When we moved in to our house, we spent weeks sleeping in our bedroom without drapes and everyday we were up with the sun. That got old real quick so I got to work on these no-sew blackout drapes.
I had my eye on this fabric by Anna Maria Horner ever since I first saw it months back on Pinterest. And then I saw a blog post on View Along the Way, where she used the same fabric for drapes in her nursery and I loved the way the fabric looked hanging up, so I made the decision to go forward with the design.
This project used about 2.5 yards of fabric and blackout material for each panel. The blackout material seriously does a wonderful job at keeping the light out. I’m super sensitive to light when I sleep and this does the trick.
Also, I decided to make these no-sew because I am horrible on the sewing machine. I can’t sew a straight line and I always end up jamming the needle somehow. But it was also really physically hard on my body to sit on the floor for an hour ironing each one together, so if you can use a sewing machine, I would recommend you go ahead and use one over this method. But if not, these will still come out just as wonderful.
Here’s the breakdown of costs for materials for all 3 windows:
- 15 yards of fabric: $9.50 a yard x 15 = $142.50
- 15 yards of blackout material: $4.68 x 15 = $70
- 2 rolls of stitch witchery: $5
- Grand total for each individual window panel: About $35.43
But then we had to buy hardware because the previous homeowners took the rods with them:
- 3 curtain rods: $20 x 3 = $60
- 4 finials: $15.00 x 2 = $30
- 1 corner rod attachment: $8
- 40 top clasps: $10 x 4 = $40
- Grand total for hardware cost: $138
Here’s what I did:
- I measured how long I wanted the drapes to be, which are about 87-88 inches (we have high ceilings and I wanted a dramatic look).
- I laid the fabric out on the living room floor to cut to size, which I admit, isn’t very accurate per panel as it was really hard to cut straight. I received an entire bolt of fabric so that’s why I had to cut each panel myself. If you buy from Joann’s or another craft store, I recommend asking them to cut the fabric for you in the lengths you need!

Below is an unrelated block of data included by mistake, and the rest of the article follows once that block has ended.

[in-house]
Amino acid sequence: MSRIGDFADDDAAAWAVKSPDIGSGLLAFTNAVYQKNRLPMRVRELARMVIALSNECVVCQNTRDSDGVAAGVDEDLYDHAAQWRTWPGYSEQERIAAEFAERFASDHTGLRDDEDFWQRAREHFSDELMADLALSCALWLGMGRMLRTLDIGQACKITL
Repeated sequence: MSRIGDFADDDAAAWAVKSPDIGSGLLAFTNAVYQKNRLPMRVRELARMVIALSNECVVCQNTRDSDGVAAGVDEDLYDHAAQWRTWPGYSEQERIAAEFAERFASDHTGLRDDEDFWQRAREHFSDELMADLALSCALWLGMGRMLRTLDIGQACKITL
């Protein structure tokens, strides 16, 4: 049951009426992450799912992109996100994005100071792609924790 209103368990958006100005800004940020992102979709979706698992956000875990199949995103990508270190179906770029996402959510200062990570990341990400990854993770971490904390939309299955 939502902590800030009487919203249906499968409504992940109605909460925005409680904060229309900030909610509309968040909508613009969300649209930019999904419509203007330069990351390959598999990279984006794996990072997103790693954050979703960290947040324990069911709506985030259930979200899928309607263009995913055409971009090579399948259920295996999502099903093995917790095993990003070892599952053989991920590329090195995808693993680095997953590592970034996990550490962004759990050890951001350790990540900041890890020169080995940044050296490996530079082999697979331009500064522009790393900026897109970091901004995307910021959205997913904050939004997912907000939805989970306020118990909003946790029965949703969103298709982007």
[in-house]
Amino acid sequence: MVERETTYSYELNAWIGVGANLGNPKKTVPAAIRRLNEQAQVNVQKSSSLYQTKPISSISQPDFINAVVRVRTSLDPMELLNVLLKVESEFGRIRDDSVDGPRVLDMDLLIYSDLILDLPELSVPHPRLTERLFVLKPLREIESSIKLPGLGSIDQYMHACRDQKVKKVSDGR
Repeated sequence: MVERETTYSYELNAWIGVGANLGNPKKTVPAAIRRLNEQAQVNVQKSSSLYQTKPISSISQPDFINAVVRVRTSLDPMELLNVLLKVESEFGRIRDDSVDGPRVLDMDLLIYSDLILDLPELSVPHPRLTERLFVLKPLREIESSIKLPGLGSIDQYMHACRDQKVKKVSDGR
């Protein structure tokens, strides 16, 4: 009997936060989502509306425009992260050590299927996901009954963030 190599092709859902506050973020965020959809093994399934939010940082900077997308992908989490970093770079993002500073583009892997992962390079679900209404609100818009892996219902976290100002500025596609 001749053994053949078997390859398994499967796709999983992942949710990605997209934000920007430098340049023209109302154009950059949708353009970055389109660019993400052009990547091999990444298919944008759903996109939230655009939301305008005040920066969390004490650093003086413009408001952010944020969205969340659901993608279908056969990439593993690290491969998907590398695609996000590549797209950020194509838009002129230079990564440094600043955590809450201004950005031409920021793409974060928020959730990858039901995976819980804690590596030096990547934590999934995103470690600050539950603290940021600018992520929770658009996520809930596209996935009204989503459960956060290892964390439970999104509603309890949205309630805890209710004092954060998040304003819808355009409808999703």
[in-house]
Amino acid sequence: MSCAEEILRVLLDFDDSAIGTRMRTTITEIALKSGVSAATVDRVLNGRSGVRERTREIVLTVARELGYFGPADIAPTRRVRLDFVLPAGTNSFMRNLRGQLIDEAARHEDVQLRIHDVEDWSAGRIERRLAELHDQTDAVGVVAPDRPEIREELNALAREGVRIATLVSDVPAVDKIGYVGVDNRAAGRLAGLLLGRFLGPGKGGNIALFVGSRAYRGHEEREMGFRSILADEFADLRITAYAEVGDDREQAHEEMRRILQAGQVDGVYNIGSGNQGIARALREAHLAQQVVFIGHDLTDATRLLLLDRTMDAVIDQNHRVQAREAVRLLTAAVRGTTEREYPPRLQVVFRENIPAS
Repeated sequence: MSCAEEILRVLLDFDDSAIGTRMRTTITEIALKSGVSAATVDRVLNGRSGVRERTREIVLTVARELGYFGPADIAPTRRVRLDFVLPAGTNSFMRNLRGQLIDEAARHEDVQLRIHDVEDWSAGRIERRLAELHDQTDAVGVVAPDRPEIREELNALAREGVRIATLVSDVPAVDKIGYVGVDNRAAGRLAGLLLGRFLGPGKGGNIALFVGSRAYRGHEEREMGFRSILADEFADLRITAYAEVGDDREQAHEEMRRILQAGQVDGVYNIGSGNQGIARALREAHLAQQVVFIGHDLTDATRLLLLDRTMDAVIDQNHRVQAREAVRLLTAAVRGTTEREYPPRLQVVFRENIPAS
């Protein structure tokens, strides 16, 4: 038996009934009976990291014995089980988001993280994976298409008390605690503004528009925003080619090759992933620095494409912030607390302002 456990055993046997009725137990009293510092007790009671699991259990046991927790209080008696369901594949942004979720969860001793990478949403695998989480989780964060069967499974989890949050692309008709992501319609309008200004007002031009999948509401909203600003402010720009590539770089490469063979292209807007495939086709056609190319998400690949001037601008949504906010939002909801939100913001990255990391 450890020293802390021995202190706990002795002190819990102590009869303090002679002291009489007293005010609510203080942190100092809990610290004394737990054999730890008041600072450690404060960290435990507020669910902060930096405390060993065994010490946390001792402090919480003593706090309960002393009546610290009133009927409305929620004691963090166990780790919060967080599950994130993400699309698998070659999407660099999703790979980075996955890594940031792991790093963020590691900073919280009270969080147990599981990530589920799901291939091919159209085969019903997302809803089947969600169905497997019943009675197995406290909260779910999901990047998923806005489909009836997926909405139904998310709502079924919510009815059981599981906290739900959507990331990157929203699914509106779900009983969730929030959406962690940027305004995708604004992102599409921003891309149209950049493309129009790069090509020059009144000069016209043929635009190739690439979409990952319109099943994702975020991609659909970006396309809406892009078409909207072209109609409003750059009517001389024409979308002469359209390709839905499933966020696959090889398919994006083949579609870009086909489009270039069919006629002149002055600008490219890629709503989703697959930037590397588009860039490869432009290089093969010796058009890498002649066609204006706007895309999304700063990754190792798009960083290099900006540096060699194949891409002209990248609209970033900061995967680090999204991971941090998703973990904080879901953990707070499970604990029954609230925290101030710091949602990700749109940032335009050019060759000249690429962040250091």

- After cutting the first panel to size, I used it as a template for the rest so there was some slight variation in length which is hardly noticeable in the end result.
- I laid the blackout material on top of the fabric and cut to fit nicely inside.
- I ironed the edges of the fabric in about 1 – 1.5 inches to make nice crisp lines where I would later fold over again and iron the stitch witchery in between the blackout material and the fabric, fusing them together.
- I laid the fabric and blackout material on the kitchen floor and after carefully lining them both up, I ironed around the entire perimeter with stitch witchery to fuse them together, wrong sides together.
- After installing the curtain rods, I attached a clip every few inches to the top of each panel and hung.
Overall, I don’t believe I saved any money on this project by doing it myself. And having to buy curtain rods was like a punch in the gut because the previous home owners took all the rods with them for whatever reason, so we had to start from scratch.
But the entire reason I did this project was to get custom made drapes in the exact design I wanted. And for that, I am happy! It was hard work and I will probably never make drapes like this again, but it was worth it for the look and darkness they provide at night.
And now, we have to buy new bedding because the blue we have now totally clashes. So add that to the cost of materials too.